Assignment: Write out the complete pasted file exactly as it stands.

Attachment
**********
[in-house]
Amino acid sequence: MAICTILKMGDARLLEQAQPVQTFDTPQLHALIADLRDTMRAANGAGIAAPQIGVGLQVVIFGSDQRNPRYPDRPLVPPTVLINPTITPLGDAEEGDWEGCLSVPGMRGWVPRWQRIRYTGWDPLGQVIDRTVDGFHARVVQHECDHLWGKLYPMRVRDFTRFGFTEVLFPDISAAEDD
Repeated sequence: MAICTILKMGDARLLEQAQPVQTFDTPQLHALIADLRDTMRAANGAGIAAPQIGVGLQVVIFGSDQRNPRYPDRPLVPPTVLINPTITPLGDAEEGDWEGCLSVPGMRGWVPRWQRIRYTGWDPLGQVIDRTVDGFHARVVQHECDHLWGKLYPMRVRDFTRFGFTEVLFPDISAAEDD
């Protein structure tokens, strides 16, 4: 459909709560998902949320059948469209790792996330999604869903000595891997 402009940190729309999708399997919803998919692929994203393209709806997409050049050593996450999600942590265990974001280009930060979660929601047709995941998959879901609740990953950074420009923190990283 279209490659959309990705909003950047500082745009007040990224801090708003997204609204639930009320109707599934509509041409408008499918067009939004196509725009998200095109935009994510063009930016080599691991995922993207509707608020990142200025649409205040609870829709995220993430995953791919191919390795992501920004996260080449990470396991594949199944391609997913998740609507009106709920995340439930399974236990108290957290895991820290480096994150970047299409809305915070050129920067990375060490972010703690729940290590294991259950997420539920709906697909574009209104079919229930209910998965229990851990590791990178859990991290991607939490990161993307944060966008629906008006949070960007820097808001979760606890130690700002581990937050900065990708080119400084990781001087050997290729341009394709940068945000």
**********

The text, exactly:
[in-house]
Amino acid sequence: MAICTILKMGDARLLEQAQPVQTFDTPQLHALIADLRDTMRAANGAGIAAPQIGVGLQVVIFGSDQRNPRYPDRPLVPPTVLINPTITPLGDAEEGDWEGCLSVPGMRGWVPRWQRIRYTGWDPLGQVIDRTVDGFHARVVQHECDHLWGKLYPMRVRDFTRFGFTEVLFPDISAAEDD
Repeated sequence: MAICTILKMGDARLLEQAQPVQTFDTPQLHALIADLRDTMRAANGAGIAAPQIGVGLQVVIFGSDQRNPRYPDRPLVPPTVLINPTITPLGDAEEGDWEGCLSVPGMRGWVPRWQRIRYTGWDPLGQVIDRTVDGFHARVVQHECDHLWGKLYPMRVRDFTRFGFTEVLFPDISAAEDD
């Protein structure tokens, strides 16, 4: 459909709560998902949320059948469209790792996330999604869903000595891997 402009940190729309999708399997919803998919692929994203393209709806997409050049050593996450999600942590265990974001280009930060979660929601047709995941998959879901609740990953950074420009923190990283 279209490659959309990705909003950047500082745009007040990224801090708003997204609204639930009320109707599934509509041409408008499918067009939004196509725009998200095109935009994510063009930016080599691991995922993207509707608020990142200025649409205040609870829709995220993430995953791919191919390795992501920004996260080449990470396991594949199944391609997913998740609507009106709920995340439930399974236990108290957290895991820290480096994150970047299409809305915070050129920067990375060490972010703690729940290590294991259950997420539920709906697909574009209104079919229930209910998965229990851990590791990178859990991290991607939490990161993307944060966008629906008006949070960007820097808001979760606890130690700002581990937050900065990708080119400084990781001087050997290729341009394709940068945000």